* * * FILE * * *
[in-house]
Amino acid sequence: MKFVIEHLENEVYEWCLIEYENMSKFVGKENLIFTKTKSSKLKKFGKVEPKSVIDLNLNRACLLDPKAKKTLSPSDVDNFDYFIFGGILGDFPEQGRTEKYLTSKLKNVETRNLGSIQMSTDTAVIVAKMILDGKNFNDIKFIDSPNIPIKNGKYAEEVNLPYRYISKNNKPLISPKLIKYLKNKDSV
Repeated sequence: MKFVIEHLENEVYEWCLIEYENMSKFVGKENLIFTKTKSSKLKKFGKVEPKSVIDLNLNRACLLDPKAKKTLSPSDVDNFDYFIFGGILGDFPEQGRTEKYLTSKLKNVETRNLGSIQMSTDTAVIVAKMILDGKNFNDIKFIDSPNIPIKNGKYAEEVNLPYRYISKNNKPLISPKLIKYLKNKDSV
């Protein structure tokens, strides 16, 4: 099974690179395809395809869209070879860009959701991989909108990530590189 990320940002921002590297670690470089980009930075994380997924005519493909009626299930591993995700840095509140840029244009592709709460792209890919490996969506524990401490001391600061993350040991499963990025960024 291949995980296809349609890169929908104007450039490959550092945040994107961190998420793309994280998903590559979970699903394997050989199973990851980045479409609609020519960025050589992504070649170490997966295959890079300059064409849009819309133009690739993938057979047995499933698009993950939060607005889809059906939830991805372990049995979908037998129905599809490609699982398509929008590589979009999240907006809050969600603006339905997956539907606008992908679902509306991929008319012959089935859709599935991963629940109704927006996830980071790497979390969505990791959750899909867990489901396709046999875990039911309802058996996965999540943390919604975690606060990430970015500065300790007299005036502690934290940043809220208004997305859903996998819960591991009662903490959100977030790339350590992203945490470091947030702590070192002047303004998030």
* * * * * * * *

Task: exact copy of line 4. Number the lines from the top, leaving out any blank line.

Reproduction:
């Protein structure tokens, strides 16, 4: 099974690179395809395809869209070879860009959701991989909108990530590189 990320940002921002590297670690470089980009930075994380997924005519493909009626299930591993995700840095509140840029244009592709709460792209890919490996969506524990401490001391600061993350040991499963990025960024 291949995980296809349609890169929908104007450039490959550092945040994107961190998420793309994280998903590559979970699903394997050989199973990851980045479409609609020519960025050589992504070649170490997966295959890079300059064409849009819309133009690739993938057979047995499933698009993950939060607005889809059906939830991805372990049995979908037998129905599809490609699982398509929008590589979009999240907006809050969600603006339905997956539907606008992908679902509306991929008319012959089935859709599935991963629940109704927006996830980071790497979390969505990791959750899909867990489901396709046999875990039911309802058996996965999540943390919604975690606060990430970015500065300790007299005036502690934290940043809220208004997305859903996998819960591991009662903490959100977030790339350590992203945490470091947030702590070192002047303004998030």